100 in 100: McDowell County’s Greg Holland, MLB’s ‘Dirty South’

The hard-throwing righthander was drafted out of Western Carolina and became one of baseball's top closers

Marion‘s Greg Holland became one of baseball‘s top closers, helping the Royals advance to World Series in 2014 after a college career at Western Carolina. (Charlie Riedel / AP Photo)

North State Journal’s 100 in 100 series will showcase the best athlete from each of North Carolina’s 100 counties. From Alamance to Yancey, each county will feature one athlete who stands above the rest. Some will be obvious choices, others controversial, but all of our choices are worthy of being recognized for their accomplishments — from the diamond and gridiron to racing ovals and the squared circle. You can see all the profiles as they’re unveiled here.

McDowell County

Greg Holland

We often don’t recognize opportunity until it hits us in the face. In Greg Holland’s case, it actually did hit him in the face.

It happened during his senior season at McDowell High School when he was struck by an errant pickoff throw while running at first base. The aspiring infielder suffered a broken jaw that had to be wired shut. Unable to eat solid food for weeks, his already slender 5-foot-10 frame shrunk to just 150 pounds, scaring off both the professional scouts and college recruiters.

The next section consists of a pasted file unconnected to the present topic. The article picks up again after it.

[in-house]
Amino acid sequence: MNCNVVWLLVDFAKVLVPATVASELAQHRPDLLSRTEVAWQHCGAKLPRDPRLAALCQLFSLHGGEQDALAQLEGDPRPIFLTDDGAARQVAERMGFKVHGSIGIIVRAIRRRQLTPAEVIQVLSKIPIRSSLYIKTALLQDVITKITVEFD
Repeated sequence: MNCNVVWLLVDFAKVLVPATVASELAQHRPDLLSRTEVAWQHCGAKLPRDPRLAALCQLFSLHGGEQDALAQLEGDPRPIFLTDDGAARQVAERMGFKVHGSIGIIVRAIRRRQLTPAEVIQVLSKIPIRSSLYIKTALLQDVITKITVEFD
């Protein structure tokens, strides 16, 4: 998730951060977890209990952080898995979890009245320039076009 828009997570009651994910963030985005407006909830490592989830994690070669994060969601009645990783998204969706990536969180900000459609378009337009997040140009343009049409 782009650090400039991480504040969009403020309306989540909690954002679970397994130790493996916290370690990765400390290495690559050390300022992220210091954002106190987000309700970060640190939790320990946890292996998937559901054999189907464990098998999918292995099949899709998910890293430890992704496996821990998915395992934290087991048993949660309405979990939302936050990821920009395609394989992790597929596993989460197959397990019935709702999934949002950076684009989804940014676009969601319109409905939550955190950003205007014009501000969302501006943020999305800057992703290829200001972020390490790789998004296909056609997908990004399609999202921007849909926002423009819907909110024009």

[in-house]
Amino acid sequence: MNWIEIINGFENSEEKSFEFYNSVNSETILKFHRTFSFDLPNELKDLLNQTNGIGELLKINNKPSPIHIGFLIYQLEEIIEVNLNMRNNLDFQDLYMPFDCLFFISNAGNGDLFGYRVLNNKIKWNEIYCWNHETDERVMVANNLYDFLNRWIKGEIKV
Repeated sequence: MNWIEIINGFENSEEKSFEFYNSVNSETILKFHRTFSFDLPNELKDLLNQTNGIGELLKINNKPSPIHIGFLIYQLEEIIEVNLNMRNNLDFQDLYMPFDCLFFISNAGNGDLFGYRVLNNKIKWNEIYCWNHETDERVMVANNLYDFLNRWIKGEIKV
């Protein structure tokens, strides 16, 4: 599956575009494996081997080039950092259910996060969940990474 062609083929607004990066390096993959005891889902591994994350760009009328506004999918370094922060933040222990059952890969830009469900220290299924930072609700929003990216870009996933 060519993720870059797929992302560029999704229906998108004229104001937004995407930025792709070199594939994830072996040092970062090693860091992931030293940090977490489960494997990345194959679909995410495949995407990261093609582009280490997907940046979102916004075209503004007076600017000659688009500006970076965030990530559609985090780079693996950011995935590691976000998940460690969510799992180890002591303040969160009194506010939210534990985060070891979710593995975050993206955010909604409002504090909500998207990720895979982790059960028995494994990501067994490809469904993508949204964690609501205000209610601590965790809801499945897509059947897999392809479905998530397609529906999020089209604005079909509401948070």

With no offers from either, he ended up walking on as a pitcher at Western Carolina.

“After I graduated, I played summer ball and gained weight back and got stronger,” he told MLB.com. “I walked on at Western Carolina. The guys never heard of me but … they gave me a shot to practice with them.”

He eventually earned a role in the Catamounts’ bullpen as his fastball continued to gain velocity. Although his record in three college seasons was a pedestrian 10-12 with a 4.34 ERA from 2005-07, his ability to throw hard caught the eye of the Kansas City Royals, who selected him in the 10th round of the MLB Draft.

After recovering from Tommy John surgery, Greg Holland was named Comeback Player of the Year for his play with the Colorado Rockies in 2017. (Jim Mone / AP Photo)

Holland made his major league debut as a midseason call-up three years later. By 2013, he was the Royals regular closer, setting a single-season franchise record by converting 47 of 50 save opportunities. He went on to earn two All-Star selections while tying a postseason record with seven saves in helping pitch his team to the World Series in 2014.

Kansas City lost to the San Francisco Giants in Game 7 that year. Even though it came back to win the following year by beating the New York Mets, Holland couldn’t fully appreciate the accomplishment thanks to an injury that ended his season in late September.

After spending the 2016 season rehabbing from Tommy John surgery, he signed as a free agent with the Colorado Rockies — posting a National League-leading 41 saves and earning Comeback Player of the Year honors.

Nicknamed “Dirty South” because of his small-town North Carolina roots and a fastball that often reached 100 mph, Holland was back with the Royals trying to earn a roster spot when spring training was shut down because of the coronavirus crisis.